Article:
We then kick everything off by calling refresh once manually.


In Angular, your views are described declaratively with HTML. This is perhaps the biggest difference between it and a framework like Backbone. The view not only lays out the template, but also declares the bindings between the HTML and the controller. Here’s our full application view, defined in one file.

Let’s break this down piece by piece.

Angular views are described using directives, which are usually manifested as special HTML attributes or elements. For example, the ng-app attribute on the body tag tells Angular to kick off the wowRealmStatus module on that section of the DOM; the ng-controller directive on the first div tag tells Angular to load up the RealmsController for that particular part of the page. Angular has several useful built-in directives; we’ll cover only the ones that drive out the functionality of our application here.

First, notice that our search input has an ng-model directive on it. This tells Angular to bind the value of the text input to the search property on the view’s associated $scope (which, you may recall, is shared by the RealmsController we defined earlier). This means that every time the user types in the box, the $ property in the controller is automatically updated; conversely, when $ is updated in the controller, the value shown in the text box will automatically update.

There is also an ng-change attribute on the input; this tells Angular to call the given function every time the value in the input changes. In this case, it’s calling our updateHash function to ensure the URL is correct.

The image shown next to the input has an ng-show attribute on it; this ensures that the image is only visible if the expression passed to the attribute is true. In this case, we only show the loading spinner if the loading scope value is truthy, which we manage in our refresh function.

The paragraph containing the last updated time is interesting; it shows one of two spans depending on if the lastUpdate scope value is truthy or not; if it is, we use Angular’s curly-brace-based string interpolation to show the date. The pipe | character invokes a filter, and it works just like pipes do on UNIX-like systems—the value lastUpdate is passed to a function called date; the string 'MMM d, h:mm a' is passed as the second parameter to this function. In this case, we’re using the date filter, and it returns the given date formatted by the specified string. Filters allow you to keep all your formatting-related logic in the view, where it’s easy to see what’s happening and compose multiple filters together in interesting ways.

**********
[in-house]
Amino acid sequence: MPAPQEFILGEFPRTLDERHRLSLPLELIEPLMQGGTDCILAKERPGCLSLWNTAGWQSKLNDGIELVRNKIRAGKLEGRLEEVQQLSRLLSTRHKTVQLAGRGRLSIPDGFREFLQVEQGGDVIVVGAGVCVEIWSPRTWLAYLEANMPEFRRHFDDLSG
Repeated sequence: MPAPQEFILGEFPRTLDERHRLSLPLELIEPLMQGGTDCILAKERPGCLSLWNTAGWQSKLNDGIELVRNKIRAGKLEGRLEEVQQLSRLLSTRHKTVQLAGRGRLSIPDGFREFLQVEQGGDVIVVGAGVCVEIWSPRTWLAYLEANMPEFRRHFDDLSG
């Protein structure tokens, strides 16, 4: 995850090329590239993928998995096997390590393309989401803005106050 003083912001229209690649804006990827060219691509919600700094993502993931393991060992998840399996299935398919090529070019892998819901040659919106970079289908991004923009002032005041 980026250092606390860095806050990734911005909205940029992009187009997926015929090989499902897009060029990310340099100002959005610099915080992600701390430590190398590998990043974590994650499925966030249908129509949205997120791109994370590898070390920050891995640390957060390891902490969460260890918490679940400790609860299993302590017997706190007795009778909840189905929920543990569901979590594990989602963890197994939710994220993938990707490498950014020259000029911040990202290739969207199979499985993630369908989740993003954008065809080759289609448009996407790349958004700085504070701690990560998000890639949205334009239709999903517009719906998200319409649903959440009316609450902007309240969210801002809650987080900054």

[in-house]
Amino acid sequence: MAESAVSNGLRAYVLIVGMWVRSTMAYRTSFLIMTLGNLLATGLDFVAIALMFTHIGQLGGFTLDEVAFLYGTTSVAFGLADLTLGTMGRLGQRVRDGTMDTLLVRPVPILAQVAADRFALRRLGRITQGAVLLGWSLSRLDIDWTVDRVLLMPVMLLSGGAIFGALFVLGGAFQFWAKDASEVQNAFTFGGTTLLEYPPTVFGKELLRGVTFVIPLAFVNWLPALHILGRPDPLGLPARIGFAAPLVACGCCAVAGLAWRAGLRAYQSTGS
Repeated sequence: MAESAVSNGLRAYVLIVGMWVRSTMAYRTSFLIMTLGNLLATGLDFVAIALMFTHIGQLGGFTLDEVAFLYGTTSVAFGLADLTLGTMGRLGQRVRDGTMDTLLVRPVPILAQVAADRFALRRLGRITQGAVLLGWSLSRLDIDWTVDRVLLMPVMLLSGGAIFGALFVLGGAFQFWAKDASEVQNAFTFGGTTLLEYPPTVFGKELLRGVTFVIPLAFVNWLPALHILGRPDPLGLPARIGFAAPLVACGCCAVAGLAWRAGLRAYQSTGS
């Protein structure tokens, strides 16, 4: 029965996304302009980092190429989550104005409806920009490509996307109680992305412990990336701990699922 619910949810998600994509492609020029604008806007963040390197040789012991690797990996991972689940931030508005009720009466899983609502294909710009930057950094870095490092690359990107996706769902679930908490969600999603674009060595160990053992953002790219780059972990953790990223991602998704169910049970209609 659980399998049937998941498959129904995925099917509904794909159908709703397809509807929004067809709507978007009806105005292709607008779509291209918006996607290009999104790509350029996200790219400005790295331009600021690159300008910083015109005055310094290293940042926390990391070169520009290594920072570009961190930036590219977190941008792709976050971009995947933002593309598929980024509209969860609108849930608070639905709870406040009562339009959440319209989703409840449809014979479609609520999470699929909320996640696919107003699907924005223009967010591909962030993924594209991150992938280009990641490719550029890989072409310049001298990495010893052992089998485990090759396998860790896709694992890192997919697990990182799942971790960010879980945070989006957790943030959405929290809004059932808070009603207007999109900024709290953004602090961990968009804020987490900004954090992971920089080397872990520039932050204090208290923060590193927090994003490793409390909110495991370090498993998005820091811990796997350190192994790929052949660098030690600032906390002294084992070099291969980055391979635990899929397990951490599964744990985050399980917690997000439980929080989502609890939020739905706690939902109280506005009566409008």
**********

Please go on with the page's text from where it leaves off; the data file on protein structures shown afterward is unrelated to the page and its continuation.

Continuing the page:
We then have a paragraph that is only shown if search is truthy (e.g., not an empty string). If it is, we see a link with the text “Show All” that uses the URL’s hash fragment to reset the search term to empty (remember our hashChange callback).

Finally, we get to the really interesting part. The final div tag has an attribute called ng-repeat. This causes the DOM element to be repeated for every element in an array or object. In this case, for every element in the realms scope property, we’re duplicating the div and assigning a new local scope variable called realm to the array value at the current iteration. Inside the div, we’re using curly-braces and filters (described in the next section) to show various pieces of information about each realm.

Additionally, the ng-repeat expression itself is being piped into a filter: the filter filter. In this case, we’re passing as a second argument an object literal, that says to filter out from the realms array any value that has a name property that doesn’t matche the current value of the search scope variable. In this way, we get search functionality for free!


We mentioned filters briefly in the last section, when we said that filters are special functions you can invoke in your views via the pipe | operator, and that they look and behave much like you’d expect based on their behavior on UNIX-like systems. Here are the filters I defined for the app.

The comments on each filter describe what it does; notice that they only return new values, not manipulate existing data. Filters allow you to transform data in your view so that you don’t have to worry about data formatting in your controllers or services, and make it easy to see how your data is transformed at a glance in your views.

In Conclusion

As you can see, the code for the Angular version of this app is quite short. The functionality is nicely encapsulated, and Angular’s data binding saves us a lot of boilerplate code that we’d normally have to write for view updates. You can check out the code for this project on GitHub, and the working implementation is up on GitHub pages.

If you’re interested in a more advanced example, take a look at MovieKue, which behaves more like a traditional single-page application. It’s still under development, but it’s feature-complete enough to garner useful information about writing a larger AngularJS app. (It also uses Firebase, a cool real-time database-in-the-cloud, which I recommend checking out.)

Overall, this was a whirlwind tour of the AngularJS framework. Be sure to check it out if you’re interested. I hope you found this example and comparison to the Backbone version of the app useful. Please let me know in the comments or via email if you have any questions!